Saturday, 12 January 2008

West Ham 2 Fulham 1

Despite Fulham taking an early lead through a Simon Davies free-kick, West Ham’s efficient and industrious team struck back twice to gain a deserved victory at the Boleyn Ground.

Jimmy Bullard's last game for Fulham was an away win against Newcastle. He was stretchered off with severe trauma to his knee ligaments that required the skill of a world-leading surgeon to repair. After 15 months of rehabilitation, he returned to the first team today. During that time, Fulham have failed to win another away match.

So, the scene was all set for the circle to be closed: Bullard returns, and Fulham win an away game once more.

No.

The team that Bullard returns to is considerably different from the one he was forced to leave in September 2006. In that time, they have changed managers twice, and acquired almost an entire new team, but have made little, if any, progress. Today, they were unable to offer a significant challenge to an organised but unspectacular West Ham side.

Fulham obtained an early lead. A Dempsey flick-on was gathered by Healy on the corner of the West Ham penalty area. He was bundled over for a free-kick, which Simon Davies swerved into the box. Carlos Bocanegra ran towards it and, although he appeared to make no contact, managed to distract Robert Green enough for it continue into the net.

After 13 minutes Bocanegra was replaced by Aaron Hughes, the American apparently injured.

Fulham looked nervous in defence, but were not helped by a referee awarding a stream of free-kicks against them for innocuous challenges. At this stage, Etherington was offering the greatest threat, with Volz and Baird struggling to syncopate sufficiently to nullify the speedy winger.

Slowly, Murphy and Davis attempted to crank their passing game into life, but with their West Ham counterparts giving them little time on the ball, their rushed efforts were yielding frequent errors. As they attempt to reclaim a style of play abandoned for so long they appear, at times, to be playing at the limits of their ability. Hence, only the slightest pressure compromises it’s success.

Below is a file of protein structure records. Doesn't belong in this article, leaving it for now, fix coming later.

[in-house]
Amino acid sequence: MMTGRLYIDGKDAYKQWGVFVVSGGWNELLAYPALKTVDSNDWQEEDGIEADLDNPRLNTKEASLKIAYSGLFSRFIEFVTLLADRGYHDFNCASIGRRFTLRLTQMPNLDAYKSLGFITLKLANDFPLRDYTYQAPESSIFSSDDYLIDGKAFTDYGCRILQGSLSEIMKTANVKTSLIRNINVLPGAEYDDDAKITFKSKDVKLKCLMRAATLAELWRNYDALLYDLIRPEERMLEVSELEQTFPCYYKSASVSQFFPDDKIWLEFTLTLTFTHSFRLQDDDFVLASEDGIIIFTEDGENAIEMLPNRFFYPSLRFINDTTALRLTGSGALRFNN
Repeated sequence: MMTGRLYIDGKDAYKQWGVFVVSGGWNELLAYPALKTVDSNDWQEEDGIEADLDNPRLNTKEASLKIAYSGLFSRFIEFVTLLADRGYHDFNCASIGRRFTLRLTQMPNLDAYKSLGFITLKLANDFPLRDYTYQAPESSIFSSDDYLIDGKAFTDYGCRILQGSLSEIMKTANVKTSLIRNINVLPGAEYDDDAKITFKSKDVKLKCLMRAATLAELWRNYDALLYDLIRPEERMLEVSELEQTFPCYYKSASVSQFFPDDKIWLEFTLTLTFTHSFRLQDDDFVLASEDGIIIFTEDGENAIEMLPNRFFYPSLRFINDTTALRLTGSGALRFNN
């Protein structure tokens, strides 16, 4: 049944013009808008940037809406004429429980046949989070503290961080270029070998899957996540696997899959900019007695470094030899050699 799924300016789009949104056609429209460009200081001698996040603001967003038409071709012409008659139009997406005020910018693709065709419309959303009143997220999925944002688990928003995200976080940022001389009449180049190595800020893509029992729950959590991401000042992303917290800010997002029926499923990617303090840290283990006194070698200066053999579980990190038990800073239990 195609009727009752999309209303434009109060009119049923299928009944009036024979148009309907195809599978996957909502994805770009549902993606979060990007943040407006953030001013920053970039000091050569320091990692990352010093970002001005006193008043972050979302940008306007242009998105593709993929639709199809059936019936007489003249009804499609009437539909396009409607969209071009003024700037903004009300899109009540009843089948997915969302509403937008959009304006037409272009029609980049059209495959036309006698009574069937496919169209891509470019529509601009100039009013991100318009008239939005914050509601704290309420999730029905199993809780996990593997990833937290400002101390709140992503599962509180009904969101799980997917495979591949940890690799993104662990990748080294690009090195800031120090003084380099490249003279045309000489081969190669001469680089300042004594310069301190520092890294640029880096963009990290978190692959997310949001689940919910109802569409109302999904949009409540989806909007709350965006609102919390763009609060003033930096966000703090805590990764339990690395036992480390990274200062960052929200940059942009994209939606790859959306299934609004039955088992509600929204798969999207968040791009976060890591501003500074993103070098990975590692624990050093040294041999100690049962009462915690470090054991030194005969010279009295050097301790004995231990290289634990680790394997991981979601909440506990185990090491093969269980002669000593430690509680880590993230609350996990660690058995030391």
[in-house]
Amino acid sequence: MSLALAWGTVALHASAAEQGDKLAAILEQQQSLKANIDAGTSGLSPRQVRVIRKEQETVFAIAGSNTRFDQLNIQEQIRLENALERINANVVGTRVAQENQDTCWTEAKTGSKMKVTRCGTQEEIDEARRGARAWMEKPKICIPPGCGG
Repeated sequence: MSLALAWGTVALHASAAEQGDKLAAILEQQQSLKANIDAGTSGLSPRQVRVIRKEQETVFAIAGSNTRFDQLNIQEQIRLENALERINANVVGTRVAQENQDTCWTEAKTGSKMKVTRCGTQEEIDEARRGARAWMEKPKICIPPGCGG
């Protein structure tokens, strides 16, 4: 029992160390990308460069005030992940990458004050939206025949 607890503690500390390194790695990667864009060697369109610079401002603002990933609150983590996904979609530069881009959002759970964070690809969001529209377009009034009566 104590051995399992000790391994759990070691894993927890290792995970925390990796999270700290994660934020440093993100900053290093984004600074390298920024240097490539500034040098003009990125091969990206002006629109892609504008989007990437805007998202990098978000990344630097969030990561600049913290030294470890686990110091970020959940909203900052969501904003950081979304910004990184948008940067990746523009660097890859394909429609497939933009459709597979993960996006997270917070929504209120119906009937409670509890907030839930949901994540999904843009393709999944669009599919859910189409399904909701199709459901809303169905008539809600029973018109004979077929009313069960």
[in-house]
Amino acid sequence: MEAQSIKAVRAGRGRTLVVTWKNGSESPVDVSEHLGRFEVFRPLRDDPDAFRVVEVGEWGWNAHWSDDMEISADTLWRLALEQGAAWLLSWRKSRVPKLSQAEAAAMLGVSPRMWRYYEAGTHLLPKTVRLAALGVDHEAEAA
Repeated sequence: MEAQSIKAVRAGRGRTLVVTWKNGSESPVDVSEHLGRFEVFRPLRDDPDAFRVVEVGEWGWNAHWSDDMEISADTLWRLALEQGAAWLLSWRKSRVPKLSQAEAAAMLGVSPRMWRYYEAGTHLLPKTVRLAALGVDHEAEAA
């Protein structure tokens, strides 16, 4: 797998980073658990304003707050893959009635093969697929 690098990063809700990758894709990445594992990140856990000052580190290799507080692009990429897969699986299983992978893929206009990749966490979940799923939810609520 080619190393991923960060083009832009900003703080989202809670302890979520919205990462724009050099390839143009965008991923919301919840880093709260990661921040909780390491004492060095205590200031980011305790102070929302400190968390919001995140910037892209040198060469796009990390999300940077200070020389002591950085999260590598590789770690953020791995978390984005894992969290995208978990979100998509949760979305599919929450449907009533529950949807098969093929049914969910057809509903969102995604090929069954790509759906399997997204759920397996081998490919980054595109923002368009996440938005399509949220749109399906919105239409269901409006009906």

When play gets compressed they do at least now have the wherewithal, typically through Murphy, to spread the ball via a few lateral passes to the opposite flank to create the space to instigate an attack. This is something not seen since the last days of Tigana, but apart from this there was disappointingly little evidence of any further Hodgson influence today.

With 27 minutes gone, the prevailingly off-colour Konchesky committed himself into a challenge that he failed to win. With free space, Ljungberg floated in a cross that Ashton, his run to the near post too quick for his marker, headed in past the helpless Niemi.

5 minutes later, an Etherington pass traversed the entire Fulham area, watched with interest but no response, by the Fulham players, for Ashton to fire in from the edge. Only a fine save from Niemi onto the bar, prevented West Ham from taking the lead.

Ashton and his partner Carlton Cole were causing problems continually by now, and their performance (together with the presence of Brian McBride amongst the Fulham supporters) highlighted just how lacking are in this area Fulham are. Dempsey and Healy are certainly game but they pose almost no threat to an opposition defence. Dempsey, admittedly not a pure striker, is combative, but lacks the pace to beat players. Healy is unfortunately beginning to resemble the younger brother allowed, as a favour, to play with the older boys.

This gap was demonstrated further when another fierce Ashton shot was palmed over the bar, and a Carlton Cole charge into the box, a clear opportunity, was fired directly at the goal keeper, Hughes having been easily shrugged off. Green had little similar action to occupy him at the other end.